Coast school students take strike action on climate change
YEPPOON students are planning to strike from school on Friday March 15
to send a clear message to politicians to take climate change seriously.
One of the organising students, Ava Gilmore wants change and she wants it now and she is not afraid to let the powers that be know how she feels.
Ava said she loves nothing better than snorkelling and embracing what nature has to offer and she wants that to be preserved into the future.
"I love all the fish, all the colours. I've seen turtles, dolphins, whales and dugongs and they are all amazing," Ava said.
"Climate change is hurting our oceans and all the creatures in the oceans are suffering. I need it to stop."
Spokesperson Tom Henderson said the Yeppoon strike event will be one of 40 school strikes planned for Australia and more than 300 internationally as part of a Global day of action. "Inspired by the words and actions of Swedish teenager Greta Thunberg, the school strikes have spread across the world building into a powerful youth led movement," Tom said.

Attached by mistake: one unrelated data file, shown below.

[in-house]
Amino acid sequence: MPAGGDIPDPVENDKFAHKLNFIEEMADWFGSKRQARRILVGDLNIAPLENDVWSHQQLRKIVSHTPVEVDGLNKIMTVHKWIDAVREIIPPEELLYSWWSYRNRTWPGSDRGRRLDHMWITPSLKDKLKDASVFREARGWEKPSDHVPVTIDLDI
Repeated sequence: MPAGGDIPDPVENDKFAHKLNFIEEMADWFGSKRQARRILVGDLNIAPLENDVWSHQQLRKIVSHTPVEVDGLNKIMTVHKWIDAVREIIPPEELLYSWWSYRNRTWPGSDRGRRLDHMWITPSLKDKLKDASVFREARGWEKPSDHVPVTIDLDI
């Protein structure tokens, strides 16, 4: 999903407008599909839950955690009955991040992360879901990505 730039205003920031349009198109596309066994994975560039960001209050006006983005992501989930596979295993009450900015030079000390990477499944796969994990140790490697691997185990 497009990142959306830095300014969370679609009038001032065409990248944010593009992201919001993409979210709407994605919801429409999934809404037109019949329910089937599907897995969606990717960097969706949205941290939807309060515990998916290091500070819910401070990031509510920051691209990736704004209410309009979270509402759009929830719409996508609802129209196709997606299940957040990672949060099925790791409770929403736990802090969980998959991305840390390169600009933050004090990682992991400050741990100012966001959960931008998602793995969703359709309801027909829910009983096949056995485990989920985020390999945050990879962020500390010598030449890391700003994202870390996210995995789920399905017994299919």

"Several students from various Capricorn Coast schools met up on the weekend to plan their strike.
"A shared passion for the reef and local marine environment came across as a primary motivation in making sure that climate change is urgently addressed.
"The students plan to promote the Yeppoon strike over social media and distributing flyers while reminding their peers that they must have their parents' permission to be absent from school on the day.
"Their next planning meeting will be this Thursday March 7 at 6pm at the Community Development Centre in John Street (TBC) and they are inviting all students to join them in a bid to have their feelings heard."
Parent Paula Ganfield said as a parent who listens to her children's hopes and fears on climate change.
"l felt being involved in a Global School Strike 4 Climate would be a perfect platform and opportunity for all kids to express the urgency for change," Paula said.
"Empowering them and allowing their voices to be heard is important because they are truly concerned about our local reefs and planet."
Likewise, student Neve Gilmore said was spurred into action when last year someone told her the reef could die.
"When I grow up I would like it to be there still, living," she said.